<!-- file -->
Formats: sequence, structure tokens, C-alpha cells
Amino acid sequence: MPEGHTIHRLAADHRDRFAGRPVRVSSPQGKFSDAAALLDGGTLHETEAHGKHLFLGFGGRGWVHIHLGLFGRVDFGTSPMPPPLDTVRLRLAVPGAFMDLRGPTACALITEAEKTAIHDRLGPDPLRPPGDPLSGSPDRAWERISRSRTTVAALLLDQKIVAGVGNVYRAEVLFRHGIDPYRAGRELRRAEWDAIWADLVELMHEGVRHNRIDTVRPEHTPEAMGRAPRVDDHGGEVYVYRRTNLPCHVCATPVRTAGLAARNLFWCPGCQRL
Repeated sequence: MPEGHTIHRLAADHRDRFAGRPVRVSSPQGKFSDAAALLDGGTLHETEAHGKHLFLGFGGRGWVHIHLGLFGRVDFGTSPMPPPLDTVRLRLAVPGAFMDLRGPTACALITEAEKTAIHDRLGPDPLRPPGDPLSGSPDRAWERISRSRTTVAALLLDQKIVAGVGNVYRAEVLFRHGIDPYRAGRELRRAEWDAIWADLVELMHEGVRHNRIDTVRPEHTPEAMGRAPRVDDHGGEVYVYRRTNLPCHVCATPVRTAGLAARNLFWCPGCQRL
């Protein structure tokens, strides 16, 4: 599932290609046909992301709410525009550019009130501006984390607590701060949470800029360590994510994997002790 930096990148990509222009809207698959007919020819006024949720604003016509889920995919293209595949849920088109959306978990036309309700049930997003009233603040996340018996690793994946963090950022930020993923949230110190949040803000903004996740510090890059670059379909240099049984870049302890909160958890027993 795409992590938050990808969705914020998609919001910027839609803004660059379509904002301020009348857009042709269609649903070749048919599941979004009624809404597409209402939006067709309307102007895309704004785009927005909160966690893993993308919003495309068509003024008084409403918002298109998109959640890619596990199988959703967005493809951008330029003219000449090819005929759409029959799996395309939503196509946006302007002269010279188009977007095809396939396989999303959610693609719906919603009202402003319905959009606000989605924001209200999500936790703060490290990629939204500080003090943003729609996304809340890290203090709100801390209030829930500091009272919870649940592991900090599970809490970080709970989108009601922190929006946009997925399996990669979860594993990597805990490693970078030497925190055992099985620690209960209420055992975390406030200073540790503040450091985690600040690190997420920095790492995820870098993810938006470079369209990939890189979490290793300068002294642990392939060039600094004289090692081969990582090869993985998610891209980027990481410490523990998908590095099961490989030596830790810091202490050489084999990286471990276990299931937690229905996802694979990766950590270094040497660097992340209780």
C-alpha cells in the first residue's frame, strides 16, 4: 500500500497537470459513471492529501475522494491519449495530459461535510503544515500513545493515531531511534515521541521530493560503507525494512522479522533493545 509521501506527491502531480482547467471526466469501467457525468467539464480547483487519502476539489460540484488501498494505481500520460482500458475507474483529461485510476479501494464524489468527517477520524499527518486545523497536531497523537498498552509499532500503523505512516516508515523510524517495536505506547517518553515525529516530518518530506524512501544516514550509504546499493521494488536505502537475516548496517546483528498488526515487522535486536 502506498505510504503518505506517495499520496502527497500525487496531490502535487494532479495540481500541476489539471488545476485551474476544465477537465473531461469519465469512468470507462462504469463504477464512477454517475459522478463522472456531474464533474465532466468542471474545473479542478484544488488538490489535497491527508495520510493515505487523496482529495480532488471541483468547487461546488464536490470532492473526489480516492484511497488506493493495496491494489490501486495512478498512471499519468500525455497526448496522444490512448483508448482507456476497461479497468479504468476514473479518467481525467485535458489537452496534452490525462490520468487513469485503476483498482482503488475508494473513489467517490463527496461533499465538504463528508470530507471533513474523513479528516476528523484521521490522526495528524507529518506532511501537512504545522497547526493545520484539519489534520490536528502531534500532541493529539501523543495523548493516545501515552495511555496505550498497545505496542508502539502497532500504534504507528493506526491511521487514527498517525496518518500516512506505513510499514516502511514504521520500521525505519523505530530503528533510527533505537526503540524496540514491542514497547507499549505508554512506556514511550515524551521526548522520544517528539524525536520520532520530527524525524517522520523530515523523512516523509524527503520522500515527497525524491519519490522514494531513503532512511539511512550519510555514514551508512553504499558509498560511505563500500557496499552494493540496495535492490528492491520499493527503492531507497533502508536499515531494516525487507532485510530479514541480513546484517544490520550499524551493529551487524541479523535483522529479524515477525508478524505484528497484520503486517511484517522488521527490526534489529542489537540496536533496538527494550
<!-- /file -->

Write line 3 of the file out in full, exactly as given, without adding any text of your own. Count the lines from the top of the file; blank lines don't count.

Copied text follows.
Repeated sequence: MPEGHTIHRLAADHRDRFAGRPVRVSSPQGKFSDAAALLDGGTLHETEAHGKHLFLGFGGRGWVHIHLGLFGRVDFGTSPMPPPLDTVRLRLAVPGAFMDLRGPTACALITEAEKTAIHDRLGPDPLRPPGDPLSGSPDRAWERISRSRTTVAALLLDQKIVAGVGNVYRAEVLFRHGIDPYRAGRELRRAEWDAIWADLVELMHEGVRHNRIDTVRPEHTPEAMGRAPRVDDHGGEVYVYRRTNLPCHVCATPVRTAGLAARNLFWCPGCQRL